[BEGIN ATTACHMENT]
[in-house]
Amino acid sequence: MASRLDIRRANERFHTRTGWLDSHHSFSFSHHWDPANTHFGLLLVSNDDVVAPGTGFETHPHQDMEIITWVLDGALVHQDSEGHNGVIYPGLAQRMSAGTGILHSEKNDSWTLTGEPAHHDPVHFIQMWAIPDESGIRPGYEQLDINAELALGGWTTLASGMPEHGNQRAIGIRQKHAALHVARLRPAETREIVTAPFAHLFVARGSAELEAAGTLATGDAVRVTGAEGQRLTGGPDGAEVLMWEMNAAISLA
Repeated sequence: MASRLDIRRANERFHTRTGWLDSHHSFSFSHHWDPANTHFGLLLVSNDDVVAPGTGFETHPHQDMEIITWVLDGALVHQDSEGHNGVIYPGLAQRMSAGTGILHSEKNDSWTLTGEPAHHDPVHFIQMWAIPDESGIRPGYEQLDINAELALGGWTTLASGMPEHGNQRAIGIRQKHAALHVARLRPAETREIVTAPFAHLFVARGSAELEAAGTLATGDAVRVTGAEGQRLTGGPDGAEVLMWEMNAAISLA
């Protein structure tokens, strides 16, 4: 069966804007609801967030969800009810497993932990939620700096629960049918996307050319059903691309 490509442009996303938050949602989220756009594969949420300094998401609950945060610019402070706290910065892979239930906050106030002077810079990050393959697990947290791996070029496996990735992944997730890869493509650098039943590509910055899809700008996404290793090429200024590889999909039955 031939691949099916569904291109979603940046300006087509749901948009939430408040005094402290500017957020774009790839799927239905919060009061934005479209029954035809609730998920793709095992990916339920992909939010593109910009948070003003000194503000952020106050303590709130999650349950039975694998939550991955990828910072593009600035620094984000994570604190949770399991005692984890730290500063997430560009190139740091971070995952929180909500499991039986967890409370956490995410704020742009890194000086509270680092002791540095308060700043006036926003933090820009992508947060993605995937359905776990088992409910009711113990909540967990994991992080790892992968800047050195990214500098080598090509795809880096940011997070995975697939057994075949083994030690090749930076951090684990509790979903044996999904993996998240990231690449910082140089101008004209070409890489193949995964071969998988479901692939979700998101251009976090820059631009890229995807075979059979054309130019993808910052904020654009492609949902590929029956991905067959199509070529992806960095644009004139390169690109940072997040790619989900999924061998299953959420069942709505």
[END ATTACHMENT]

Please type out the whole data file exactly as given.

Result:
[in-house]
Amino acid sequence: MASRLDIRRANERFHTRTGWLDSHHSFSFSHHWDPANTHFGLLLVSNDDVVAPGTGFETHPHQDMEIITWVLDGALVHQDSEGHNGVIYPGLAQRMSAGTGILHSEKNDSWTLTGEPAHHDPVHFIQMWAIPDESGIRPGYEQLDINAELALGGWTTLASGMPEHGNQRAIGIRQKHAALHVARLRPAETREIVTAPFAHLFVARGSAELEAAGTLATGDAVRVTGAEGQRLTGGPDGAEVLMWEMNAAISLA
Repeated sequence: MASRLDIRRANERFHTRTGWLDSHHSFSFSHHWDPANTHFGLLLVSNDDVVAPGTGFETHPHQDMEIITWVLDGALVHQDSEGHNGVIYPGLAQRMSAGTGILHSEKNDSWTLTGEPAHHDPVHFIQMWAIPDESGIRPGYEQLDINAELALGGWTTLASGMPEHGNQRAIGIRQKHAALHVARLRPAETREIVTAPFAHLFVARGSAELEAAGTLATGDAVRVTGAEGQRLTGGPDGAEVLMWEMNAAISLA
């Protein structure tokens, strides 16, 4: 069966804007609801967030969800009810497993932990939620700096629960049918996307050319059903691309 490509442009996303938050949602989220756009594969949420300094998401609950945060610019402070706290910065892979239930906050106030002077810079990050393959697990947290791996070029496996990735992944997730890869493509650098039943590509910055899809700008996404290793090429200024590889999909039955 031939691949099916569904291109979603940046300006087509749901948009939430408040005094402290500017957020774009790839799927239905919060009061934005479209029954035809609730998920793709095992990916339920992909939010593109910009948070003003000194503000952020106050303590709130999650349950039975694998939550991955990828910072593009600035620094984000994570604190949770399991005692984890730290500063997430560009190139740091971070995952929180909500499991039986967890409370956490995410704020742009890194000086509270680092002791540095308060700043006036926003933090820009992508947060993605995937359905776990088992409910009711113990909540967990994991992080790892992968800047050195990214500098080598090509795809880096940011997070995975697939057994075949083994030690090749930076951090684990509790979903044996999904993996998240990231690449910082140089101008004209070409890489193949995964071969998988479901692939979700998101251009976090820059631009890229995807075979059979054309130019993808910052904020654009492609949902590929029956991905067959199509070529992806960095644009004139390169690109940072997040790619989900999924061998299953959420069942709505």